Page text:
What is the most common SSD failure?

Solid state drives (SSDs) have become increasingly popular in computers over the past decade thanks to their faster speeds, smaller sizes, and lack of moving parts compared to traditional hard disk drives (HDDs). However, SSDs are not immune to potential failures. Understanding the most prevalent modes of SSD failure can help users be proactive about prevention and data backups.

Most Common SSD Failure Modes

The three most common causes of SSD failure are:

  1. Write/Erase Endurance – SSDs have a limited number of write/erase cycles before the drive wears out. Consumer SSDs are typically rated for anywhere from a few hundred to a few thousand write/erase cycles. Once this limit is reached, sectors of the SSD will begin to fail.
  2. Controller Failure – The controller chip coordinates all read/write operations on the SSD. If it fails, the drive will become inaccessible. Some causes of controller failure include electrical issues, firmware bugs, and overheating.
  3. NAND Failure – The NAND flash memory chips store all the data on the SSD. Over time, some cells within the NAND can fail and become unusable. Errors begin accumulating until the drive fails.

Let’s explore each of these failure modes and causes in more detail.

Write/Erase Endurance

All SSDs have a limited number of program/erase (P/E) cycles that their NAND flash memory cells can sustain before beginning to fail. Each cell gradually accumulates electron trap damage with each P/E cycle. The number of P/E cycles varies based on the type of NAND flash used:

  • SLC (single-level cell) NAND – typically 100,000 P/E cycles
  • MLC (multi-level cell) NAND – typically 3,000-5,000 P/E cycles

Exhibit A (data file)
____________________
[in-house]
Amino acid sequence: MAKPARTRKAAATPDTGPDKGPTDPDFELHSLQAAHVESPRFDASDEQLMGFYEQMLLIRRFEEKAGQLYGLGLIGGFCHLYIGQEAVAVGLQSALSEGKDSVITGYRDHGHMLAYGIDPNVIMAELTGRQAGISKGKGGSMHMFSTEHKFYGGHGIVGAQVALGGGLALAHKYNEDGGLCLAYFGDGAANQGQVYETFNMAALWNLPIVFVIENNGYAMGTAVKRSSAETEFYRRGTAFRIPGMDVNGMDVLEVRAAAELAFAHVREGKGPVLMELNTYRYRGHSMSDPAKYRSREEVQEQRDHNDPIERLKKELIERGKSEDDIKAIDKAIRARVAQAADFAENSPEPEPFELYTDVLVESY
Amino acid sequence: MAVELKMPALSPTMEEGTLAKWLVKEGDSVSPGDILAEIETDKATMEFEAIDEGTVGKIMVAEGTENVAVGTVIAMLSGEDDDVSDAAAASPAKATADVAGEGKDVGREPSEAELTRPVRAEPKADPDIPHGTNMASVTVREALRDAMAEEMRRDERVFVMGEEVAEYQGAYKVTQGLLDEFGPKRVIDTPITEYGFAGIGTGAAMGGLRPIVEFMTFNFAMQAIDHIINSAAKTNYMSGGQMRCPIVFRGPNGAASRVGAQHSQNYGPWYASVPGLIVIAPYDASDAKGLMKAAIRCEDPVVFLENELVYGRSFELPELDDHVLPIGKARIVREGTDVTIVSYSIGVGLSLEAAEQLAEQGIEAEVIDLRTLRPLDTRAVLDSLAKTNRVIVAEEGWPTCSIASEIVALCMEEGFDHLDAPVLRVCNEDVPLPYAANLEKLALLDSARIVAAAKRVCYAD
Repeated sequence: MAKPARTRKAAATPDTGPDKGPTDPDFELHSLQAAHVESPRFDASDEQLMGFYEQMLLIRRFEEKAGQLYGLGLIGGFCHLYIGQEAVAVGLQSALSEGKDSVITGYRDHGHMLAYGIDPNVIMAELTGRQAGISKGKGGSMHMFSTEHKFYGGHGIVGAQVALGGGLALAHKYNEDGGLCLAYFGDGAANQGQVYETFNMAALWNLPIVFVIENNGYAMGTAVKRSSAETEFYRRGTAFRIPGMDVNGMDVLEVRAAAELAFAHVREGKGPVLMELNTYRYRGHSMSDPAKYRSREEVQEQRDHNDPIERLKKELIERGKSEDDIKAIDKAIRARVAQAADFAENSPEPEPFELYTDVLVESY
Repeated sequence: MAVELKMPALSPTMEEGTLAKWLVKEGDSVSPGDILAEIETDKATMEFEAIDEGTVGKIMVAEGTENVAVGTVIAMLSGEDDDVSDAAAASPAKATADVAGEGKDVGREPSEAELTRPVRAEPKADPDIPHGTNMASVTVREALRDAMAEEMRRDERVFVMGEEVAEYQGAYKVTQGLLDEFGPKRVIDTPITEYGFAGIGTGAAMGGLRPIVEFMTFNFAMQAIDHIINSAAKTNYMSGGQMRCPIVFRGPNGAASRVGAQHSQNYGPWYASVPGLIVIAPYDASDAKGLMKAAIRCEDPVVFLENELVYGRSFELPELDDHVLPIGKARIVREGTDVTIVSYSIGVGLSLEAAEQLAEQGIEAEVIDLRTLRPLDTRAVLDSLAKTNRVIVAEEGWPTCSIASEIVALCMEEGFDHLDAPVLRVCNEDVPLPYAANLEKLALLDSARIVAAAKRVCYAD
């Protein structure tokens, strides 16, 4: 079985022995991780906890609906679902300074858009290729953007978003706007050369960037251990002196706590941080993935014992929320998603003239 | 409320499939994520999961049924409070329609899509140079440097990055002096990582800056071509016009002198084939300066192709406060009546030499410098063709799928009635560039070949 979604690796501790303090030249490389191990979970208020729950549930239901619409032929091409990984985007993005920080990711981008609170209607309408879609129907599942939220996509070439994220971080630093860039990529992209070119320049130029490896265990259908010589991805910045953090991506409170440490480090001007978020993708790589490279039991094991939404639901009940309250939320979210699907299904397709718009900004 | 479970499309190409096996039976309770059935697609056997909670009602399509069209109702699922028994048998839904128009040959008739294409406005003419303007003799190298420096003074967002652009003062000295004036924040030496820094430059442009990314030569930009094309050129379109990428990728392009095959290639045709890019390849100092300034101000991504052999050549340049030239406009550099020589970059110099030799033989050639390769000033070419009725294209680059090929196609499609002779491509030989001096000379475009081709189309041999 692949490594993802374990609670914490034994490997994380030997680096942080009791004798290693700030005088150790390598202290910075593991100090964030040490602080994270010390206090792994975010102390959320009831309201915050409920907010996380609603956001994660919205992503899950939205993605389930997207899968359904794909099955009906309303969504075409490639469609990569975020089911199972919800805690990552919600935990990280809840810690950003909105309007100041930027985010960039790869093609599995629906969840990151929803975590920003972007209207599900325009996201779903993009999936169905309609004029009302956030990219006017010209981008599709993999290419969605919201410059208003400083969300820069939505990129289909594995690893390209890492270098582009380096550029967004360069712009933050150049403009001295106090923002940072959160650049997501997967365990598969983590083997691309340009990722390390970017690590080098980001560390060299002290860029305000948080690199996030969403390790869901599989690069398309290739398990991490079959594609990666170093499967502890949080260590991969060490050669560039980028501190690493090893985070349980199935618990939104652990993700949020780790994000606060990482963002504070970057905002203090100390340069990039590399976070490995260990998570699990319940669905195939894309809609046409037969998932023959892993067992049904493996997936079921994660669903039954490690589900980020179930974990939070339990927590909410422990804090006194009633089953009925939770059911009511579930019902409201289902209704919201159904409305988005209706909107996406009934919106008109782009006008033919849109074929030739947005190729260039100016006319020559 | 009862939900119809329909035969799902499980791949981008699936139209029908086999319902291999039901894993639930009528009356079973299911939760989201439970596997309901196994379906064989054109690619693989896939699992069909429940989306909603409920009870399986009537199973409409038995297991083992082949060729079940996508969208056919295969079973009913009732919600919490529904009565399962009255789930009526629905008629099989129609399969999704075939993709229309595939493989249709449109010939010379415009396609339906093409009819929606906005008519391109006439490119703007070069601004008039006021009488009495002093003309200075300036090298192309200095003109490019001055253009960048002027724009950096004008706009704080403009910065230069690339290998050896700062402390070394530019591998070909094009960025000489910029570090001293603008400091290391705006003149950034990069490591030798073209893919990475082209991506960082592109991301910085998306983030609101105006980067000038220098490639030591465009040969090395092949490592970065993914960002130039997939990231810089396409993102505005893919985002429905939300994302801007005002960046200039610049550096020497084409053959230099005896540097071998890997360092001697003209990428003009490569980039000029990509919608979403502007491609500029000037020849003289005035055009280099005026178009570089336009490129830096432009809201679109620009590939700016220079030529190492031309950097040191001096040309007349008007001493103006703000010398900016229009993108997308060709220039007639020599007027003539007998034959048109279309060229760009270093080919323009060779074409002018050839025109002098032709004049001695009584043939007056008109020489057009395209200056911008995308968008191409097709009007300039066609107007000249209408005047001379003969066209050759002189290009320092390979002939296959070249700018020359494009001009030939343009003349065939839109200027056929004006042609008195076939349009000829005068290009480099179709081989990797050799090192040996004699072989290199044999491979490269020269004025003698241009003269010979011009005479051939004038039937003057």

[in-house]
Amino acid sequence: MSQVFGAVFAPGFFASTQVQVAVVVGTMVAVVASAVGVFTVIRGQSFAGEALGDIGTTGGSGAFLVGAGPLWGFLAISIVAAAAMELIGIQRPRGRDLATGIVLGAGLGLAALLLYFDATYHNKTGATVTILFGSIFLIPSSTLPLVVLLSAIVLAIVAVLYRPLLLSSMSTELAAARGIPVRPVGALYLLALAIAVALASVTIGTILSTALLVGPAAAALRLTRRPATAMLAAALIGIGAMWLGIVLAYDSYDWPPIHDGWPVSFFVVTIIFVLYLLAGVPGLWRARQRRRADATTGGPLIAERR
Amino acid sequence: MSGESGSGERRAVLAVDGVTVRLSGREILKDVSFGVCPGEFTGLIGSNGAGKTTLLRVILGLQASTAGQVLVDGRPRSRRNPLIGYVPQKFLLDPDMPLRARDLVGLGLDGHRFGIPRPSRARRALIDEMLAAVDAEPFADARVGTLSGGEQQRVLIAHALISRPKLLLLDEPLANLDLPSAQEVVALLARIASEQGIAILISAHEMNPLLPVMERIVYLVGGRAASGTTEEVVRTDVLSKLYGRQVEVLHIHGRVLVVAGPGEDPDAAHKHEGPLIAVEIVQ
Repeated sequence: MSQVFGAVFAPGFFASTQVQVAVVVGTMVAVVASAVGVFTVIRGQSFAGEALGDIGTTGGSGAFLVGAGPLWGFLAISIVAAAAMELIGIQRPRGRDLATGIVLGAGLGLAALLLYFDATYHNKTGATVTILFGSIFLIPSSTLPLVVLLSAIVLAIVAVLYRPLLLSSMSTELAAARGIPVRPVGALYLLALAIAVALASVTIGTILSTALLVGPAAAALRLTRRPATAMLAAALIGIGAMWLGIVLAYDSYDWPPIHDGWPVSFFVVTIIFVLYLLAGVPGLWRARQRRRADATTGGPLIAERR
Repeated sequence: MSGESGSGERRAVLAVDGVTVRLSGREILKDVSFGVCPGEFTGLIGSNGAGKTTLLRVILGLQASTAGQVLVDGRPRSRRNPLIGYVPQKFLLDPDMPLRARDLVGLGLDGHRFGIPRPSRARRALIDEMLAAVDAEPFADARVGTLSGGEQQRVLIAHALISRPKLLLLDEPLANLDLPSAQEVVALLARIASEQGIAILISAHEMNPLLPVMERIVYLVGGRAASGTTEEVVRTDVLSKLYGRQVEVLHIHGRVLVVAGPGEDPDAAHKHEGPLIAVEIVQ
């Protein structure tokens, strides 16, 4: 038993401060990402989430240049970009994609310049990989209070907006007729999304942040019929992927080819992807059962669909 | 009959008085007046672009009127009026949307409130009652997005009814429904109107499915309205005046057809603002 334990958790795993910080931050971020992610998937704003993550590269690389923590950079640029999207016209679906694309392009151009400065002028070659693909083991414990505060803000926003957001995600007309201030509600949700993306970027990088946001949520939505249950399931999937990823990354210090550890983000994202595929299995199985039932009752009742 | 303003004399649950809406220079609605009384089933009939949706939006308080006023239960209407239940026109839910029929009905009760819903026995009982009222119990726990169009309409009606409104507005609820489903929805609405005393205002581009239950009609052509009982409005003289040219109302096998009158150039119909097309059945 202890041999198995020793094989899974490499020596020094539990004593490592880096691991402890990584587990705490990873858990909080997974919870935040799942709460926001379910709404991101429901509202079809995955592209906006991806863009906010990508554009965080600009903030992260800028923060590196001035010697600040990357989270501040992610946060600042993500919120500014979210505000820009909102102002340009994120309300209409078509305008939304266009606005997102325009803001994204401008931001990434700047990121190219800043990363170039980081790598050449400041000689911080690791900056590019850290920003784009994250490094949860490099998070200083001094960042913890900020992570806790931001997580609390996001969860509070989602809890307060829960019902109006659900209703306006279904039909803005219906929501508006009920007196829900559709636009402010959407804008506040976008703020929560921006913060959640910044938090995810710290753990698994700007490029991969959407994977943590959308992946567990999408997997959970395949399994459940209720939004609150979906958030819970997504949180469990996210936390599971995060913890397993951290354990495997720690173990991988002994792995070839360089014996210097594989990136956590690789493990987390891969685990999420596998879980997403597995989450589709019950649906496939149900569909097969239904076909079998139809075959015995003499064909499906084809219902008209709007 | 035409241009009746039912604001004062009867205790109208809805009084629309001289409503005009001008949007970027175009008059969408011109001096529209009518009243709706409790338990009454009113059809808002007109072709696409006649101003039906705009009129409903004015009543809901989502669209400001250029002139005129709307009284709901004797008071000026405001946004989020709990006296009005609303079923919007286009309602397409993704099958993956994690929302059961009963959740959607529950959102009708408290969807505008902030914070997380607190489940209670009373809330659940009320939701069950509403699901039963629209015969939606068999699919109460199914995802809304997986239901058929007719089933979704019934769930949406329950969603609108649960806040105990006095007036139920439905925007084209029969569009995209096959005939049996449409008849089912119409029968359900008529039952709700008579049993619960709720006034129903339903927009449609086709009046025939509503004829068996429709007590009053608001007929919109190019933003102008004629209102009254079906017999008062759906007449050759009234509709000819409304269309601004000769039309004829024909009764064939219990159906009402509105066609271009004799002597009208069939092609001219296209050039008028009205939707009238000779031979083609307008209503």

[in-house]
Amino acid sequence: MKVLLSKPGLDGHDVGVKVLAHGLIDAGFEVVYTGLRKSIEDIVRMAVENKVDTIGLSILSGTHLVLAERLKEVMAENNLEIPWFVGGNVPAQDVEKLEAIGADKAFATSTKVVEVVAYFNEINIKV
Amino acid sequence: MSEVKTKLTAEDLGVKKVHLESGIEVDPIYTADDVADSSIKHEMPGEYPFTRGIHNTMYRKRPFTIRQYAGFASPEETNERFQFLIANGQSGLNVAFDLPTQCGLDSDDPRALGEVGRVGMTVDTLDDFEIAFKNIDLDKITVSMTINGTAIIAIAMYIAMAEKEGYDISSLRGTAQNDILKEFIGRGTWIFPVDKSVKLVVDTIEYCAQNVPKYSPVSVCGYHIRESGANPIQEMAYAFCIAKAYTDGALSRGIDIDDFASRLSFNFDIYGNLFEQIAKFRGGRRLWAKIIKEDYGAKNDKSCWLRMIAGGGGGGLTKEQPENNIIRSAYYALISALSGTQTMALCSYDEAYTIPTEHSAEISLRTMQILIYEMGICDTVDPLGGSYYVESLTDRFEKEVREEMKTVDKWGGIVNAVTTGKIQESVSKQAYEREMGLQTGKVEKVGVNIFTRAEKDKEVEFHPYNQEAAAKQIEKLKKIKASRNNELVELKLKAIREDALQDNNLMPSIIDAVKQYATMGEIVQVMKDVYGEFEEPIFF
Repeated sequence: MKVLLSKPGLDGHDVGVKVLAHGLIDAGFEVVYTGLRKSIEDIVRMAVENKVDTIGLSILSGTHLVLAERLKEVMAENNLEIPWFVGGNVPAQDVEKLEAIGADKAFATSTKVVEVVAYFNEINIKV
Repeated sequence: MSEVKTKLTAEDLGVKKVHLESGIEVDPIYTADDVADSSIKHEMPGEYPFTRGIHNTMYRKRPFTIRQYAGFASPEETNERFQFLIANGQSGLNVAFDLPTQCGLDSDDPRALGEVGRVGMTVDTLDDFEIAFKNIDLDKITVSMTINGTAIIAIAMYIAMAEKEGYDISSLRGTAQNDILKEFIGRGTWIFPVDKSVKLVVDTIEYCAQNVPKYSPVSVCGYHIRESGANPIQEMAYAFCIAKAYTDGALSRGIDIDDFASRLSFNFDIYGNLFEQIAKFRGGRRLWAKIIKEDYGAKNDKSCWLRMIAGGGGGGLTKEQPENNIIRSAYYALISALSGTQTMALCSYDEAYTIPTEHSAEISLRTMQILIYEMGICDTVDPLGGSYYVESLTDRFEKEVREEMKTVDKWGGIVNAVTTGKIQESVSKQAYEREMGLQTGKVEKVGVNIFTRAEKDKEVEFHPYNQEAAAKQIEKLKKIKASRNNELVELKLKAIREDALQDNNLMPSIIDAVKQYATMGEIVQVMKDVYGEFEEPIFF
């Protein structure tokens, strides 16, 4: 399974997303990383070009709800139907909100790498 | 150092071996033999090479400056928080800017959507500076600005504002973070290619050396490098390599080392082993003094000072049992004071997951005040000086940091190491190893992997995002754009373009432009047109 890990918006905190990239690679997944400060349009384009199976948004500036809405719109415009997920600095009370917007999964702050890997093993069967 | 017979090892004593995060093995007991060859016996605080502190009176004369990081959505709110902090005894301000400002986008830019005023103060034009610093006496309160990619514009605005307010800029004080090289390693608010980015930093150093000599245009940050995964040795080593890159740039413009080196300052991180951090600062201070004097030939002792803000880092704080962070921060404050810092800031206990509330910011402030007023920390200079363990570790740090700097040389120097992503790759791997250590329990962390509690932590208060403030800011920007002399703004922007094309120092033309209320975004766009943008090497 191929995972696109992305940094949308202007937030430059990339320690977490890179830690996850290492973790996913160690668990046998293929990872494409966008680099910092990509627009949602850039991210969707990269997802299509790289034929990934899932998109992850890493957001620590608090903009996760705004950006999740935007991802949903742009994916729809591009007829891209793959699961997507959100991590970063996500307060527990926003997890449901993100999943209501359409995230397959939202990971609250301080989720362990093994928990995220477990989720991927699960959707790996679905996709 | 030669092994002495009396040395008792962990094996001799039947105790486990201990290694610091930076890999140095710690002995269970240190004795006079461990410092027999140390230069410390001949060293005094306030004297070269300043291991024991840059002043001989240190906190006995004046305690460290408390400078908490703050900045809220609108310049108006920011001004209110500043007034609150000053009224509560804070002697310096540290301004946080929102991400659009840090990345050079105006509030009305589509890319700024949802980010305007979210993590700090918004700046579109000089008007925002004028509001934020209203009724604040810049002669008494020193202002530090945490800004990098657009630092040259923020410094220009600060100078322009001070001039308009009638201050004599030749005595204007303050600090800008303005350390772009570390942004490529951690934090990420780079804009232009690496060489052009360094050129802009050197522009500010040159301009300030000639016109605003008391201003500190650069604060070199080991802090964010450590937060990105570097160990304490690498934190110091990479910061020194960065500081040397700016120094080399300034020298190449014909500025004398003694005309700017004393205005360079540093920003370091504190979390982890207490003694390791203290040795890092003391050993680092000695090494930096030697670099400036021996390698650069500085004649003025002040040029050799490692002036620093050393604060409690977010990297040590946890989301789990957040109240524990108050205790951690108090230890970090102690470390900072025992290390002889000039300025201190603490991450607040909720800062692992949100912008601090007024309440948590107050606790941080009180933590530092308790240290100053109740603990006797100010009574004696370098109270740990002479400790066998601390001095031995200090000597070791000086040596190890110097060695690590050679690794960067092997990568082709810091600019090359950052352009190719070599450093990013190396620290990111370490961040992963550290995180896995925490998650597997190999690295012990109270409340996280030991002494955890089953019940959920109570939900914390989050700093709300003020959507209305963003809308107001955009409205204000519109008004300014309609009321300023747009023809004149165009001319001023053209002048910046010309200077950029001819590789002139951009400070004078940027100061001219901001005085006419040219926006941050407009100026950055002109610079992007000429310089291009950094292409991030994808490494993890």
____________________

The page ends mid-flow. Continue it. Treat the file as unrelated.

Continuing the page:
• TLC (triple-level cell) NAND – typically 1,000-3,000 P/E cycles
  • QLC (quad-level cell) NAND – typically 300-1,000 P/E cycles

Consumer and budget SSDs often use the lower endurance TLC or QLC NAND in order to offer larger capacities at lower costs. However, this comes at the expense of shorter lifespans under heavy usage. On the other hand, higher-end SSDs aimed at intensive enterprise/professional workloads will use more durable SLC or MLC NAND rated for much higher endurance.

The P/E cycle endurance rating is derived through drive-level testing and reflects the point at which data retention errors rise above acceptable thresholds under ideal conditions. Real-world endurance can vary substantially based on usage patterns. Heavy write-intensive workloads, such as continuous writing of large video files, will cause the drive to reach its endurance limit much faster.

Most SSDs use wear leveling techniques to spread writes across all available cells, maximizing the usable lifespan. However, once a certain number of cells have reached their endurance limit, errors will escalate rapidly.